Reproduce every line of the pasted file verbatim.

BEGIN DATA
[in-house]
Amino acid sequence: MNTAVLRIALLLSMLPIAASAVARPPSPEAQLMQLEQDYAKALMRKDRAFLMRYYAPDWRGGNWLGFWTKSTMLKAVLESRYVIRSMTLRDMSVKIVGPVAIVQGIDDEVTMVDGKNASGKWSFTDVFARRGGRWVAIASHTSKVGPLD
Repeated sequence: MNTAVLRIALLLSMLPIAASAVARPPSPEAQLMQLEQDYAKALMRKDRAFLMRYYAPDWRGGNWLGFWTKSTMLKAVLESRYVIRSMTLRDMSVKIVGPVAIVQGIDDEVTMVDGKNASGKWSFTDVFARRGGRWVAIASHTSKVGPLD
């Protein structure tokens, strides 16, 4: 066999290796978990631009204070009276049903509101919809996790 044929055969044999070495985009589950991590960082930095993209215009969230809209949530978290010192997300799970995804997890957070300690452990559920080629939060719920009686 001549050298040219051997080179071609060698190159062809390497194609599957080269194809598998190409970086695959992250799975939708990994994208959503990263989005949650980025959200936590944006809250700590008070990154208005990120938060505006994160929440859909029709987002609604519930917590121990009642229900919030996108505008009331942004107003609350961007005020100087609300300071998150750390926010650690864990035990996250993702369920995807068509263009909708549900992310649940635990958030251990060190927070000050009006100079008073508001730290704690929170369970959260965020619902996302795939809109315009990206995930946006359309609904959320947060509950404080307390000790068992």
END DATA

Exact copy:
[in-house]
Amino acid sequence: MNTAVLRIALLLSMLPIAASAVARPPSPEAQLMQLEQDYAKALMRKDRAFLMRYYAPDWRGGNWLGFWTKSTMLKAVLESRYVIRSMTLRDMSVKIVGPVAIVQGIDDEVTMVDGKNASGKWSFTDVFARRGGRWVAIASHTSKVGPLD
Repeated sequence: MNTAVLRIALLLSMLPIAASAVARPPSPEAQLMQLEQDYAKALMRKDRAFLMRYYAPDWRGGNWLGFWTKSTMLKAVLESRYVIRSMTLRDMSVKIVGPVAIVQGIDDEVTMVDGKNASGKWSFTDVFARRGGRWVAIASHTSKVGPLD
């Protein structure tokens, strides 16, 4: 066999290796978990631009204070009276049903509101919809996790 044929055969044999070495985009589950991590960082930095993209215009969230809209949530978290010192997300799970995804997890957070300690452990559920080629939060719920009686 001549050298040219051997080179071609060698190159062809390497194609599957080269194809598998190409970086695959992250799975939708990994994208959503990263989005949650980025959200936590944006809250700590008070990154208005990120938060505006994160929440859909029709987002609604519930917590121990009642229900919030996108505008009331942004107003609350961007005020100087609300300071998150750390926010650690864990035990996250993702369920995807068509263009909708549900992310649940635990958030251990060190927070000050009006100079008073508001730290704690929170369970959260965020619902996302795939809109315009990206995930946006359309609904959320947060509950404080307390000790068992």